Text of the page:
Benefits of international trade

Introduction

This lesson introduces the concept of international benefit and looks at the benefits of international trade.  I would advise you to begin this lesson by starting with the question: how do your students believe their own country has benefited from international trade?   Another activity is to ask your class to list all of the goods they currently have with them - clothes, shoes, mobile phone e.t.c.  Then separate these goods into domestically produced and imported goods.  They may be surprised at just how many of their possessions are imported from overseas.

Enquiry question

What are the benefits of international trade?

Lesson time: 40 minutes

Lesson objectives:

Explain that gains from trade include lower prices for consumers, greater choice for consumers, the ability of producers to benefit from economies of scale, the ability to acquire needed resources, a more efficient allocation of resources, increased competition, and a source of foreign exchange.

Teacher notes:

1. Beginning activity - begin with the prezi and the opening question and then discuss this as a class.  (Allow 5 minutes in total)

2. Processes - technical vocabulary - the students can learn the background information from the videos, activity 1 and the list of key terms.  (10 minutes)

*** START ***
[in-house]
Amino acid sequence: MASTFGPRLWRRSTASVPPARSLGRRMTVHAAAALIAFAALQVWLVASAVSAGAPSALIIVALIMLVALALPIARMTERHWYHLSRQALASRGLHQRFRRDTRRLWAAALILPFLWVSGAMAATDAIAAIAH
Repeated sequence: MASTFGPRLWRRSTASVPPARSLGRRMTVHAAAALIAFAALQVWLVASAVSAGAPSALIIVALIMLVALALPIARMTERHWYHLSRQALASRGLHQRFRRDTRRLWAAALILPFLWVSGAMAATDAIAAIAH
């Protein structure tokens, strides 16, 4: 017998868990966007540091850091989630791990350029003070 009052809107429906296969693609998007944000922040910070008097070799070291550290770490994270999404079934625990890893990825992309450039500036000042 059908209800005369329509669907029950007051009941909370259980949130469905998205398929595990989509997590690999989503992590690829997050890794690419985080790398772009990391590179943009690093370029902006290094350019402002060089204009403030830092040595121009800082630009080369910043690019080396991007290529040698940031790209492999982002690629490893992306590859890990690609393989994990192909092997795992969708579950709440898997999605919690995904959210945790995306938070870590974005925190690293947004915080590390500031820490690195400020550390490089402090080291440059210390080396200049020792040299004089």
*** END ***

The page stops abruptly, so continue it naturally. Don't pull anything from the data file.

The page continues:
3. Applying the theory - activity 2 is more paper three in type, graphing and short answer responses. (15 minutes)

4. Developing the theory - activity 3 involves a discussion of the strengths and weaknesses of trading.  (15 minutes)

5. Activity 4 contains a short video which your classes will enjoy.  (5 minutes)

Key terms:

International trade - the exchange of all goods and services between one country and another.

Free trade - a trade policy that does not restrict imports or exports; it can also be understood as the free market idea applied to international trade.

Opportunity cost - the next best option foregone, so if a nation decides to specialise in the production of one good or service, they use up resources which will prevent them from using them in the production of another.

Comparative advantage - an economic term that refers to an economy's ability to produce goods and services at a lower opportunity cost than that of trade partners.

The activities on this page are available as a PDF file at:  Benefits of international trade

Opening activity

Begin by showing the following presentation before completing a short brainstorming session with the following titles:  International trade

What benefits has your country gained from international trade?

How many of the possessions that you are currently wearing or carrying were made in your own country?  How many were produced overseas?  Include your telephone, clothing and the items in your pencil case?

Activity 1: Benefits of international trade

Watch the following video, providing an overview of the history of free trade, its strengths and weaknesses. and then answer the questions below.  

(a) Why do countries trade?